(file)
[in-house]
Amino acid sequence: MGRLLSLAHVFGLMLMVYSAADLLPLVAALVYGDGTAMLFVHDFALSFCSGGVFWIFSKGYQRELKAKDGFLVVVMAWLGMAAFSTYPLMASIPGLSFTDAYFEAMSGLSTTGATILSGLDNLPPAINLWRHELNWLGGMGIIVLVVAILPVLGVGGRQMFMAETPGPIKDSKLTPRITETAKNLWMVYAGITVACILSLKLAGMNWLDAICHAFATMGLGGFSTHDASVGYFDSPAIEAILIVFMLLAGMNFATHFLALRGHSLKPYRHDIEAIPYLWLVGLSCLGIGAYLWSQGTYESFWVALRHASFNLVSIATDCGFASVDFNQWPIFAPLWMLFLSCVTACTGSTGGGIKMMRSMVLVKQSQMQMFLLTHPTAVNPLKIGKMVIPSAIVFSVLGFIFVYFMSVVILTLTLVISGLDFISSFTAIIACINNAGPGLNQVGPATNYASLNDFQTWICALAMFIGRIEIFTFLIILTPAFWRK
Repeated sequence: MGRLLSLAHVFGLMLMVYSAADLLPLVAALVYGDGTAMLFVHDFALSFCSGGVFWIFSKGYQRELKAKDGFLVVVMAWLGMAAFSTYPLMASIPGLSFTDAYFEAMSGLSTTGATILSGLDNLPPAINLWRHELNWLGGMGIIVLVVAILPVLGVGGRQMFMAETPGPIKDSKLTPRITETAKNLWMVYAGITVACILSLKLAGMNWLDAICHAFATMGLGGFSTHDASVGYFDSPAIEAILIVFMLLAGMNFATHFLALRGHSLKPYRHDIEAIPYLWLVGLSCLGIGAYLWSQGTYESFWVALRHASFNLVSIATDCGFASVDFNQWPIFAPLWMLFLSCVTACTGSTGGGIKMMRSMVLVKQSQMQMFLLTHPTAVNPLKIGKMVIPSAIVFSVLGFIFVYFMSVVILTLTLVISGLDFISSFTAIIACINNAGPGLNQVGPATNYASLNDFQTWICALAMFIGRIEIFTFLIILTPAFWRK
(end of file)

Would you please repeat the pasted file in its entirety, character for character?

[in-house]
Amino acid sequence: MGRLLSLAHVFGLMLMVYSAADLLPLVAALVYGDGTAMLFVHDFALSFCSGGVFWIFSKGYQRELKAKDGFLVVVMAWLGMAAFSTYPLMASIPGLSFTDAYFEAMSGLSTTGATILSGLDNLPPAINLWRHELNWLGGMGIIVLVVAILPVLGVGGRQMFMAETPGPIKDSKLTPRITETAKNLWMVYAGITVACILSLKLAGMNWLDAICHAFATMGLGGFSTHDASVGYFDSPAIEAILIVFMLLAGMNFATHFLALRGHSLKPYRHDIEAIPYLWLVGLSCLGIGAYLWSQGTYESFWVALRHASFNLVSIATDCGFASVDFNQWPIFAPLWMLFLSCVTACTGSTGGGIKMMRSMVLVKQSQMQMFLLTHPTAVNPLKIGKMVIPSAIVFSVLGFIFVYFMSVVILTLTLVISGLDFISSFTAIIACINNAGPGLNQVGPATNYASLNDFQTWICALAMFIGRIEIFTFLIILTPAFWRK
Repeated sequence: MGRLLSLAHVFGLMLMVYSAADLLPLVAALVYGDGTAMLFVHDFALSFCSGGVFWIFSKGYQRELKAKDGFLVVVMAWLGMAAFSTYPLMASIPGLSFTDAYFEAMSGLSTTGATILSGLDNLPPAINLWRHELNWLGGMGIIVLVVAILPVLGVGGRQMFMAETPGPIKDSKLTPRITETAKNLWMVYAGITVACILSLKLAGMNWLDAICHAFATMGLGGFSTHDASVGYFDSPAIEAILIVFMLLAGMNFATHFLALRGHSLKPYRHDIEAIPYLWLVGLSCLGIGAYLWSQGTYESFWVALRHASFNLVSIATDCGFASVDFNQWPIFAPLWMLFLSCVTACTGSTGGGIKMMRSMVLVKQSQMQMFLLTHPTAVNPLKIGKMVIPSAIVFSVLGFIFVYFMSVVILTLTLVISGLDFISSFTAIIACINNAGPGLNQVGPATNYASLNDFQTWICALAMFIGRIEIFTFLIILTPAFWRK